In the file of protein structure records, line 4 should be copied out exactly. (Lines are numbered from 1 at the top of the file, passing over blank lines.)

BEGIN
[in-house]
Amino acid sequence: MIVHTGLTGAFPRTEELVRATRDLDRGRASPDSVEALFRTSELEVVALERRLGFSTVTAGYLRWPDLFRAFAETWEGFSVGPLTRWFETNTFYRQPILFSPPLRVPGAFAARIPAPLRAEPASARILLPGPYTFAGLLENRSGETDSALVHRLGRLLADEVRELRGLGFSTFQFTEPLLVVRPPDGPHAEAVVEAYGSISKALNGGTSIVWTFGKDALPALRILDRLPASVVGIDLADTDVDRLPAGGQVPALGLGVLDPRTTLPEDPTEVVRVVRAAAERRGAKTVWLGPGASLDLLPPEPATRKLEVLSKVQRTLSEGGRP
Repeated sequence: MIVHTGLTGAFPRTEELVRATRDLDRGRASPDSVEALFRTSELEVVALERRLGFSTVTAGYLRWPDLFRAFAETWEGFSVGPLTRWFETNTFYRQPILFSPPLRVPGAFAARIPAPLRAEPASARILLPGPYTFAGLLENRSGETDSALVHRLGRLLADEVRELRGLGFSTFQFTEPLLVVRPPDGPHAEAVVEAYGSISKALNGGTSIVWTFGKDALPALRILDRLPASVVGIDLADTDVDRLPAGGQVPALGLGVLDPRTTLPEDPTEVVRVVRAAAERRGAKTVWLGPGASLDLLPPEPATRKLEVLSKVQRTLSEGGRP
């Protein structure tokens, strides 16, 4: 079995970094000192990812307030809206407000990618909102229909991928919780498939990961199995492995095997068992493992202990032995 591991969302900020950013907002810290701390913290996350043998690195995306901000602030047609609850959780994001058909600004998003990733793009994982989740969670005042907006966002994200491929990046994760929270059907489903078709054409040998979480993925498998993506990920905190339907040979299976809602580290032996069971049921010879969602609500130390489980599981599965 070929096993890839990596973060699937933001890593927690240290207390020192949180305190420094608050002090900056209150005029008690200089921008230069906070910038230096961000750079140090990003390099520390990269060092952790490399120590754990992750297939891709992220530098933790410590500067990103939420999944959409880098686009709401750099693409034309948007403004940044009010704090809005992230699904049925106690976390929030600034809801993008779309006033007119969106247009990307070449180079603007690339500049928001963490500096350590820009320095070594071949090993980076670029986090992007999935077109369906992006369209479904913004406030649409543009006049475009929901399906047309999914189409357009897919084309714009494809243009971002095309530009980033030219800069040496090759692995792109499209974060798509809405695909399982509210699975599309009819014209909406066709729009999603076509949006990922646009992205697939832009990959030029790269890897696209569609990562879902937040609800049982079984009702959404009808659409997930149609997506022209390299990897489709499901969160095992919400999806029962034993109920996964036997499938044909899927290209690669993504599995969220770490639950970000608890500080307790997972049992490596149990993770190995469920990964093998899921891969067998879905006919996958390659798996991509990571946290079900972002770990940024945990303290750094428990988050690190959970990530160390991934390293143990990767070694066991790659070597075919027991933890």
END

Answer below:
């Protein structure tokens, strides 16, 4: 079995970094000192990812307030809206407000990618909102229909991928919780498939990961199995492995095997068992493992202990032995 591991969302900020950013907002810290701390913290996350043998690195995306901000602030047609609850959780994001058909600004998003990733793009994982989740969670005042907006966002994200491929990046994760929270059907489903078709054409040998979480993925498998993506990920905190339907040979299976809602580290032996069971049921010879969602609500130390489980599981599965 070929096993890839990596973060699937933001890593927690240290207390020192949180305190420094608050002090900056209150005029008690200089921008230069906070910038230096961000750079140090990003390099520390990269060092952790490399120590754990992750297939891709992220530098933790410590500067990103939420999944959409880098686009709401750099693409034309948007403004940044009010704090809005992230699904049925106690976390929030600034809801993008779309006033007119969106247009990307070449180079603007690339500049928001963490500096350590820009320095070594071949090993980076670029986090992007999935077109369906992006369209479904913004406030649409543009006049475009929901399906047309999914189409357009897919084309714009494809243009971002095309530009980033030219800069040496090759692995792109499209974060798509809405695909399982509210699975599309009819014209909406066709729009999603076509949006990922646009992205697939832009990959030029790269890897696209569609990562879902937040609800049982079984009702959404009808659409997930149609997506022209390299990897489709499901969160095992919400999806029962034993109920996964036997499938044909899927290209690669993504599995969220770490639950970000608890500080307790997972049992490596149990993770190995469920990964093998899921891969067998879905006919996958390659798996991509990571946290079900972002770990940024945990303290750094428990988050690190959970990530160390991934390293143990990767070694066991790659070597075919027991933890």